“. . . As a result, wet or damp items are observed at the end of the cycle. Wrapped items positioned so that condensate is allowed to collect will not be dried. Items should be positioned so that the condensate is allowed to flow downward. Items (wrappers, pouches, filters, or other porous biological barriers) that remain wet at the end of cycle cannot prevent contamination of the load when removed from the sterilizer. As the load cools outside the sterilizer, the water in the wrapper will be drawn into the wrapped item. Any contamination that is present in the environment can be drawn through the sterile barrier along with the water. There are numerous other possible causes for wet loads. The most common are:

“a. Insufficient drying vacuum level or time programmed.

“b. Rubber or plastic items in pouches (i.e., rubber stoppers, plastic tubing) may require additional drying (a pulsed air or heated pulsed-air drying process is recommended for these items).

“c. Wet steam.

“While there is no single solution to eliminating wet loads, it’s likely that experimenting with drying time, repositioning items, reducing load density, modifying cycle settings, and investigating steam quality will resolve the problem….”2

As the old saying goes, “Look at everything as though you were seeing it for the first and the last time.”

Should or could we (re)use surgical towels as tray liners?

Ultimately, surgical towels are meant for wiping hands and not intended for lining surgical trays. A surgical towel is a piece of linen capable of producing unwanted lint, and it should have documentation that it has been inspected for particles like hair and gone through a de-linting process. Also, most surgical towels are colored (e.g., green or blue) and can hide stains or issues with the sterilization process. Using a liner that is white can help when issues arise with steam quality. Thus, my advice is, whatever you use to line your surgical trays, whether it’s for protection or reducing wetness, make sure the IFU states it can be used that way.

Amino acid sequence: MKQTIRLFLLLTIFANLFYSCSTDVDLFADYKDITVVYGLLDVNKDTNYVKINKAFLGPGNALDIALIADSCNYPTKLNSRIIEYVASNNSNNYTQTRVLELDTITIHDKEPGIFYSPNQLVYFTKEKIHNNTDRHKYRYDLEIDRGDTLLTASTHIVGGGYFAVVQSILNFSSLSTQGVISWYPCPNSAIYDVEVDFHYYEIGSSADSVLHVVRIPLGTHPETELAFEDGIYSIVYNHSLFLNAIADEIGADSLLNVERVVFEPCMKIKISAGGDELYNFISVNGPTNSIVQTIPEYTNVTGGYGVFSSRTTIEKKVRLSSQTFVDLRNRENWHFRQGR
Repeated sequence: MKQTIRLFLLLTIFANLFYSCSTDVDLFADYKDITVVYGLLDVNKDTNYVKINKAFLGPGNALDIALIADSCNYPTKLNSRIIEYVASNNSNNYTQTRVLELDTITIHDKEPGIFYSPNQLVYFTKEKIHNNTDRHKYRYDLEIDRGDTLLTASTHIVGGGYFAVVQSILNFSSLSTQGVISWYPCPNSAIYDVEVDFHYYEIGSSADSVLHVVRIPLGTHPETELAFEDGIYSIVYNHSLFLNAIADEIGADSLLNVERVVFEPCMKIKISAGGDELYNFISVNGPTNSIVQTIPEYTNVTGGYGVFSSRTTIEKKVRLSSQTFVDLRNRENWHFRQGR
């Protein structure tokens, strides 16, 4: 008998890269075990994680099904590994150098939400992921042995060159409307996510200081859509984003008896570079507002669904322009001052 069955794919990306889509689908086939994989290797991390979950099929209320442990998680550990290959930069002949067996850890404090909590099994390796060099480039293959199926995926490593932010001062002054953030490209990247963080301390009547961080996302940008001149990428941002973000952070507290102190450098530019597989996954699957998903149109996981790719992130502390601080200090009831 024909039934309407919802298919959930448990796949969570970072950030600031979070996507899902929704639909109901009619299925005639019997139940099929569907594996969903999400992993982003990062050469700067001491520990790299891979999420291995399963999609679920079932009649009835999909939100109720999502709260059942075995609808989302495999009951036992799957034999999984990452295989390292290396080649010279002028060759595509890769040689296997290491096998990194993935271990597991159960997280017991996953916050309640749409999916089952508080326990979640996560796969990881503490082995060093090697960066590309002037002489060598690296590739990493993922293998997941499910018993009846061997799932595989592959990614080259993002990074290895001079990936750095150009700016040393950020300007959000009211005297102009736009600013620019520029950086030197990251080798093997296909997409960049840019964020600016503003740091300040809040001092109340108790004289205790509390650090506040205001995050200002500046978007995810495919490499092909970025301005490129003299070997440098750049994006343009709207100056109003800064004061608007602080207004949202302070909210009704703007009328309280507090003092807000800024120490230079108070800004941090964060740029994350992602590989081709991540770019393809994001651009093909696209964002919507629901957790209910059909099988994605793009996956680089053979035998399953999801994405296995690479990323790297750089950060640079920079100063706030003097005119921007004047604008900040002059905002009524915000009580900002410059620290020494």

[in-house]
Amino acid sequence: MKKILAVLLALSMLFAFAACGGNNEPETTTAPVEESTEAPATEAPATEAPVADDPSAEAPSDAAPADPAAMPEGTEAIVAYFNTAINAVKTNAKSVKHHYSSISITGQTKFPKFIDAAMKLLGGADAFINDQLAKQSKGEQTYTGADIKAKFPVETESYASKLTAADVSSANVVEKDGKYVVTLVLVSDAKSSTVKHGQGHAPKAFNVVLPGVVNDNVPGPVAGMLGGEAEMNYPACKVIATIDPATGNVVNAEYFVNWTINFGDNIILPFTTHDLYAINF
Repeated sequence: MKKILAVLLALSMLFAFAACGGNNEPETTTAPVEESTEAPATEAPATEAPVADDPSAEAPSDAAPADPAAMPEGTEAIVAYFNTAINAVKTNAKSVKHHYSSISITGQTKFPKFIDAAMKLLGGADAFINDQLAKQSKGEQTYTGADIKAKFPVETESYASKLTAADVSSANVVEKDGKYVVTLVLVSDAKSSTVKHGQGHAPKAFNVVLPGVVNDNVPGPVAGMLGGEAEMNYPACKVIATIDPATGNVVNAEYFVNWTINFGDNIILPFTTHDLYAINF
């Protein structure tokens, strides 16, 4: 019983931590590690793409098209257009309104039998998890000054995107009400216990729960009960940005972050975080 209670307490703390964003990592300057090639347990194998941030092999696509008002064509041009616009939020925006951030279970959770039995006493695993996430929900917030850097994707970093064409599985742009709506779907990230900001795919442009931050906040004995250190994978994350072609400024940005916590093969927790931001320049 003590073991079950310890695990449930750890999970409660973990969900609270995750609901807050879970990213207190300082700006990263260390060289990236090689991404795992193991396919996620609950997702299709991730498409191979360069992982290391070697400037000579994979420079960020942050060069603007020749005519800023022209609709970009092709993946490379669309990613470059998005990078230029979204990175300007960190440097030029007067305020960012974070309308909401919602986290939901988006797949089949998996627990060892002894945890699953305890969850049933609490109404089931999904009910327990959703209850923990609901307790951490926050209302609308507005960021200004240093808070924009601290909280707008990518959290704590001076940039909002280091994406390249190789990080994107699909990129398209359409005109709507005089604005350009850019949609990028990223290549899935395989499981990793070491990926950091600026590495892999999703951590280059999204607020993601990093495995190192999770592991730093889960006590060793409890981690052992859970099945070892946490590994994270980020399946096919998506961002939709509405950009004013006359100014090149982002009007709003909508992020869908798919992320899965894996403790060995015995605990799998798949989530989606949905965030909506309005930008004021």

June’s moisture management and surgical towel issues have been resolved, but what about staining? Find out next month.

1. AAMI. (2017). ANSI/AAMI ST79:2017. Association for the Advancement of Medical Instrumentation (AAMI).
2. Dion, M. & Parker, W. (2013, November/December). Steam Sterilization Principles. Pharmaceutical Engineering, n.p.